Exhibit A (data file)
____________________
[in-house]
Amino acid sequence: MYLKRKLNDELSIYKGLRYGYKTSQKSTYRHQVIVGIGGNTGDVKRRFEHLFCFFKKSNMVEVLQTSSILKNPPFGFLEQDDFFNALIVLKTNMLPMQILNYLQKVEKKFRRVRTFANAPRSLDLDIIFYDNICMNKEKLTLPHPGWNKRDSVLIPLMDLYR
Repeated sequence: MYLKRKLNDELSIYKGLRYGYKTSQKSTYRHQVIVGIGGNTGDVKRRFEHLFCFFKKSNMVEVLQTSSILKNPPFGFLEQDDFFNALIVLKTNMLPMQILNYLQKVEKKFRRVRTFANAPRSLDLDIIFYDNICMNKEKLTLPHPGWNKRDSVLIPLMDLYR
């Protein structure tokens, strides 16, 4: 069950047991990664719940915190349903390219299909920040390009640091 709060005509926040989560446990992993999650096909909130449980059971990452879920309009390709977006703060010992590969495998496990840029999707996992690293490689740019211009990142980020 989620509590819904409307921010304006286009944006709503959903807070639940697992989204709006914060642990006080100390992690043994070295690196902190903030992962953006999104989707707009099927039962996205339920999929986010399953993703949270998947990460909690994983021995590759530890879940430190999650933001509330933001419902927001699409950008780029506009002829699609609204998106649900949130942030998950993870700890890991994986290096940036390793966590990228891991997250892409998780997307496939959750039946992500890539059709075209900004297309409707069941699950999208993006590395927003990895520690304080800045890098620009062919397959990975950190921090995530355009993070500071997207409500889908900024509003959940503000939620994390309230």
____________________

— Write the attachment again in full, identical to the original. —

[in-house]
Amino acid sequence: MYLKRKLNDELSIYKGLRYGYKTSQKSTYRHQVIVGIGGNTGDVKRRFEHLFCFFKKSNMVEVLQTSSILKNPPFGFLEQDDFFNALIVLKTNMLPMQILNYLQKVEKKFRRVRTFANAPRSLDLDIIFYDNICMNKEKLTLPHPGWNKRDSVLIPLMDLYR
Repeated sequence: MYLKRKLNDELSIYKGLRYGYKTSQKSTYRHQVIVGIGGNTGDVKRRFEHLFCFFKKSNMVEVLQTSSILKNPPFGFLEQDDFFNALIVLKTNMLPMQILNYLQKVEKKFRRVRTFANAPRSLDLDIIFYDNICMNKEKLTLPHPGWNKRDSVLIPLMDLYR
């Protein structure tokens, strides 16, 4: 069950047991990664719940915190349903390219299909920040390009640091 709060005509926040989560446990992993999650096909909130449980059971990452879920309009390709977006703060010992590969495998496990840029999707996992690293490689740019211009990142980020 989620509590819904409307921010304006286009944006709503959903807070639940697992989204709006914060642990006080100390992690043994070295690196902190903030992962953006999104989707707009099927039962996205339920999929986010399953993703949270998947990460909690994983021995590759530890879940430190999650933001509330933001419902927001699409950008780029506009002829699609609204998106649900949130942030998950993870700890890991994986290096940036390793966590990228891991997250892409998780997307496939959750039946992500890539059709075209900004297309409707069941699950999208993006590395927003990895520690304080800045890098620009062919397959990975950190921090995530355009993070500071997207409500889908900024509003959940503000939620994390309230």